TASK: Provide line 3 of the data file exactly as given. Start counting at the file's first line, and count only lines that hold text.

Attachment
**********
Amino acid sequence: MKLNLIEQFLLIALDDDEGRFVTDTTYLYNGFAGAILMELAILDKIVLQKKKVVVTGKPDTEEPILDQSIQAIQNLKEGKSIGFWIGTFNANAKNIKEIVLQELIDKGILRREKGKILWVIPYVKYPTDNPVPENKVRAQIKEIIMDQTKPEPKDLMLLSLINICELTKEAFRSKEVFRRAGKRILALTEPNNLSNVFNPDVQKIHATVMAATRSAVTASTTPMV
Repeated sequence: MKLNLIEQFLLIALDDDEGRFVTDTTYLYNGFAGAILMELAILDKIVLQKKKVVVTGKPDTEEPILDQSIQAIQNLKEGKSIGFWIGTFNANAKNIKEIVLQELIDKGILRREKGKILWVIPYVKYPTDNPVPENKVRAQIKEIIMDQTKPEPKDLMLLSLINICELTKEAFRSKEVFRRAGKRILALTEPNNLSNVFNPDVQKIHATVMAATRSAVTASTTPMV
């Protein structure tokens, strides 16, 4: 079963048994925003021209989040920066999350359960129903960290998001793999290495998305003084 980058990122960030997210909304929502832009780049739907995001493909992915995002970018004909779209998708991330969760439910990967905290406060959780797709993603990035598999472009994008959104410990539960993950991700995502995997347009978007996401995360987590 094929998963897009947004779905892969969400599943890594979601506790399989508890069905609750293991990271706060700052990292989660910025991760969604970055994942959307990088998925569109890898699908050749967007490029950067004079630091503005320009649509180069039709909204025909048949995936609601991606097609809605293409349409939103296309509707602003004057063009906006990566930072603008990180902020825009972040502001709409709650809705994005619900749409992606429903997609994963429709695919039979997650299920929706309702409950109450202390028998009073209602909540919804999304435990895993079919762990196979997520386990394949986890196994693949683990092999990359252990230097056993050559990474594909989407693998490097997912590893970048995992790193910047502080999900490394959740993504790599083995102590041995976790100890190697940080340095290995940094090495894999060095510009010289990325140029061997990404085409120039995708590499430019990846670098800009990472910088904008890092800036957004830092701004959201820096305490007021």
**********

């Protein structure tokens, strides 16, 4: 079963048994925003021209989040920066999350359960129903960290998001793999290495998305003084 980058990122960030997210909304929502832009780049739907995001493909992915995002970018004909779209998708991330969760439910990967905290406060959780797709993603990035598999472009994008959104410990539960993950991700995502995997347009978007996401995360987590 094929998963897009947004779905892969969400599943890594979601506790399989508890069905609750293991990271706060700052990292989660910025991760969604970055994942959307990088998925569109890898699908050749967007490029950067004079630091503005320009649509180069039709909204025909048949995936609601991606097609809605293409349409939103296309509707602003004057063009906006990566930072603008990180902020825009972040502001709409709650809705994005619900749409992606429903997609994963429709695919039979997650299920929706309702409950109450202390028998009073209602909540919804999304435990895993079919762990196979997520386990394949986890196994693949683990092999990359252990230097056993050559990474594909989407693998490097997912590893970048995992790193910047502080999900490394959740993504790599083995102590041995976790100890190697940080340095290995940094090495894999060095510009010289990325140029061997990404085409120039995708590499430019990846670098800009990472910088904008890092800036957004830092701004959201820096305490007021």